Fairy Tales as a Cultural Phenomenon
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Fairy tales are a narrative genre of written and oral folklore; it is piece of prose, which is based on imagined story and which exists as part of culture belonging to different nations. They originated before literacy was introduced, storytelling was an oral form, which they took when passed from one person to another. Thus, they take roots in mythology, when the imaginary and the magic were not yet separated from everyday life. So, people used to live in a myth, while fairy tale needs to be told, and that is where the difference between them lies. However, although different from a myth, it has the same reference to the values that the people have. Overall, fairy tale is a part of folklore that transmits the basic cultural patterns and values from one generation to another.
The word “fairy tale”, in its modern meaning, originated in the seventeenth century, however, the phenomenon existed long before that. One has to differentiate between folk tale and literary tale, as the latter has a particular author who has written it. However, it is folk fairy tale that is the basis for all further genres, as it contains a range of basic patterns and elements for the plot and the character. Authors of literary tales, such as Grimm brothers or Andersen, used the folklore sources extensively in their writing.
Fairytales can be treated as a literary genre, but this would be very narrow because they exist in a framework of culture and history, and moreover, they are trans-cultural and trans-historic. One of the main functions that a fairytale has is transmitting information about the world. When a child is born, he or she needs to acquire certain knowledge and adopt rules according to which society functions. It is clear that it is impossible to deliver this information to a child directly, in a rational way. A child’s mind is structured differently, it relies more on imagery and symbolism than an adult’s mind. Besides, fairytales are a simple and comprehensive way to transmit knowledge about the basic patterns of the Universe: what is the past and what is the future, what is a family, how people communicate, and so on.
Another aspect, that is closely related to the above said, is a didactic role of fairytale. In other words, its function is to educate a child about what is right and what is wrong in the society he or she is going to participate in. This function is very important, because it means taking a part in shaping someones’ personal values, which later will result in behavior during interaction with society.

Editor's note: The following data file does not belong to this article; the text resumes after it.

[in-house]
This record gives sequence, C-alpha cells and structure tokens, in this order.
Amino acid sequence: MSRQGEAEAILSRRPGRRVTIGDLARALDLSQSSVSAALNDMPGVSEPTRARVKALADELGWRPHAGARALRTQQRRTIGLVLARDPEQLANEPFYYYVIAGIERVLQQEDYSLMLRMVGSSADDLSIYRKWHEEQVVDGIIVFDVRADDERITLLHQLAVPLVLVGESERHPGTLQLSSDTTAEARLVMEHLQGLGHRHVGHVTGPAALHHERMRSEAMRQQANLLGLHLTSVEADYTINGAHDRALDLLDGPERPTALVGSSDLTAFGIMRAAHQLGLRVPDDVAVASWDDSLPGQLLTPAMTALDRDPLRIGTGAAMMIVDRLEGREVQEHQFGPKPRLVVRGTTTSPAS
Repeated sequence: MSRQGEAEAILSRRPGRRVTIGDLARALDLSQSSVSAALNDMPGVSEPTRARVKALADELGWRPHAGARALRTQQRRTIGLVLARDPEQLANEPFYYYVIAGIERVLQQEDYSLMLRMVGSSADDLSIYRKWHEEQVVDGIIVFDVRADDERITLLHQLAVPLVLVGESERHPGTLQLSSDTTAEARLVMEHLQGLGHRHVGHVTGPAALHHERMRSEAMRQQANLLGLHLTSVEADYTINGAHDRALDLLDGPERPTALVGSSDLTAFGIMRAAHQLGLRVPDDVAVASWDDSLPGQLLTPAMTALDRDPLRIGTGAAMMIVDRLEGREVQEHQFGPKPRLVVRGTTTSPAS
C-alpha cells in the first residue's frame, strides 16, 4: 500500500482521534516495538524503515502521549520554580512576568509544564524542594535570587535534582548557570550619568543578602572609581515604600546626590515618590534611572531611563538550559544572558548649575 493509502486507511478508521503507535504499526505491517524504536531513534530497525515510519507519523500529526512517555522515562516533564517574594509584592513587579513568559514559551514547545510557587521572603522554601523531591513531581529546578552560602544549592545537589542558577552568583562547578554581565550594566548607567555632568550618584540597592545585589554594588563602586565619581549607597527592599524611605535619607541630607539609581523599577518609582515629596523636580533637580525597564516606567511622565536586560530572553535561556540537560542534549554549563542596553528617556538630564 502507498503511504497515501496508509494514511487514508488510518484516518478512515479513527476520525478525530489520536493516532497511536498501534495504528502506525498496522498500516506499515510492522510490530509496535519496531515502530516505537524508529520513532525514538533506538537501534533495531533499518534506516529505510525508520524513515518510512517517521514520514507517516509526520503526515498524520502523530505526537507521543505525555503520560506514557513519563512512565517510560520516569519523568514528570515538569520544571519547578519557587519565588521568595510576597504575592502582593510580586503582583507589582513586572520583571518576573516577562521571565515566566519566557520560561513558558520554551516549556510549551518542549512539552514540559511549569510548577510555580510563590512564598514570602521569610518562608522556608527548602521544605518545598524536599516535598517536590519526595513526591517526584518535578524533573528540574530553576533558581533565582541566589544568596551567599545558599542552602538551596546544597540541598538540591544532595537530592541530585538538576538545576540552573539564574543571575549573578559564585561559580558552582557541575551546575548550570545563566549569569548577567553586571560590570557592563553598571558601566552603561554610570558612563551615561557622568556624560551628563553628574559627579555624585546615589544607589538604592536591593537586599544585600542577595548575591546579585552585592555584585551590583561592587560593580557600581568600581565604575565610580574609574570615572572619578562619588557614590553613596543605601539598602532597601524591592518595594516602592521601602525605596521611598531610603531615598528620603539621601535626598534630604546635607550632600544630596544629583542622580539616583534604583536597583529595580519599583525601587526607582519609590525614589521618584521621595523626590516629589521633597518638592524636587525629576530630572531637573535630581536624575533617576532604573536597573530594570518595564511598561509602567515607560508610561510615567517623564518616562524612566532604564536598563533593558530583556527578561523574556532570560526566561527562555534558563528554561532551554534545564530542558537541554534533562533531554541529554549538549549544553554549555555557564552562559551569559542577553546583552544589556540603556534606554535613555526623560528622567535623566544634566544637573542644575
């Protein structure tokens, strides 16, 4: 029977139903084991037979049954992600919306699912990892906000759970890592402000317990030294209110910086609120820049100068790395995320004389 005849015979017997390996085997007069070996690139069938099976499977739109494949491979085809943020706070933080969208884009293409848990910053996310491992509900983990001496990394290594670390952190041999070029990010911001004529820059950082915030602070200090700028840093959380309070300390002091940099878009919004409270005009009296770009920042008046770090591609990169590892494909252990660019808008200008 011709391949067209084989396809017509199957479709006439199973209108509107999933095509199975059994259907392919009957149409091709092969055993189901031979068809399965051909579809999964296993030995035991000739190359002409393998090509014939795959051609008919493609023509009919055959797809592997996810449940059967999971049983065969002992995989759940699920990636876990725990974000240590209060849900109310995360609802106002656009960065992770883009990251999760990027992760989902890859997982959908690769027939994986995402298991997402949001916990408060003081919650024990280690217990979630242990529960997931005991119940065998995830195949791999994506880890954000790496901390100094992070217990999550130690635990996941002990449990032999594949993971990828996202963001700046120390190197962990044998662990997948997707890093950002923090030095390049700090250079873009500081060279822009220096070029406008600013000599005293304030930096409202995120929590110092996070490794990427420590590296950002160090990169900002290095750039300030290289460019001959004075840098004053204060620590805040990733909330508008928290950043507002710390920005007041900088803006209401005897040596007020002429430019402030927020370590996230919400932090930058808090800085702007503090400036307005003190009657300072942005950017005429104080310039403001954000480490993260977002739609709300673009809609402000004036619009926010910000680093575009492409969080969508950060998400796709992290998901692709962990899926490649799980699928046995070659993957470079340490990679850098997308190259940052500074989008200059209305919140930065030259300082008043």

Speaking about the internal and external structure of a fairy tale, it is worth paying attention at several elements that they have in common. As researchers state, all fairy tales have a limited range of basic patterns, including the way in which plot and character works: “Fairy-tale themes are similarly simple: a rise from poverty to wealth, marriage above one's class, and a triumph of good over evil, or of apparent weakness over overwhelming strength. The episodes in fairy tales are formulaic: quests, tasks, trials, enchantments, curses, and travelling with supernatural swiftness from one place to another. The characters are rarely distinguished in personal terms: good girls and women are kind, beautiful and industrious; good boys and men are handsome, benevolent and equally hardworking” (Bottigheimer 14).
There are several character types that are most frequently found in fairy tales. According to Vladimir Propp, who researched fairy tales extensively, there are eight main eight character types in any classical folklore fairy tale. They are the following: the hero, the false hero, the villain, the helper, the donor, the princess or prize, the father of princess, and the dispatcher (El-Shamy 155). Each of the named types performs its own function in the fairy tale. For instance, the villain is always an antagonist who fights the hero, and has to be equal to him in his power or other qualities. Having an equal rival creates the balance of a fairytale, which reflects the universal balance between the good and the evil. These functions can be shared or transformed depending on the plot and the characters, but the principle remains the same.
Fairy tale reveals an idea that the evil is necessary for the good to triumph. Every fairytale is a story of personal development. It suggests that the hero should face a number of tests and hardships, in order, to pass his “exam” and be accepted to a new level. So, the evil and challenges created by the struggle is justified, as it serves the characters’ growth and transformation. By the way, magical transformation of a hero into another being always reflects either development, or degradation, or is a part of trial. In fairy tales the good is traditionally beautiful, and the bad is ugly, which is revealed through the characters’ appearances. However, sometimes, as a way of magical charm, characters can be either punished or awarded by becoming either ugly or beautiful respectively. This exposes a didactic function of fairytales, when the hero learns that real beauty is equal to being good. So, vanity and pride about appearances are always punished into learning a lesson that the true wealth is love, compassion and self-sacrifice.
In conclusion, it is worth saying that fairy tales are an important cultural phenomenon that connects the present to the past. It contains the basic patterns of culture, which are transmitted from one generation to another one. The main function of fairytales is to transmit knowledge about the world and the core values of humanity. Although, existing within a particular culture, the fairytales are also cross-cultural, because they share the same models and plots that are repeated irrespective of their origin.
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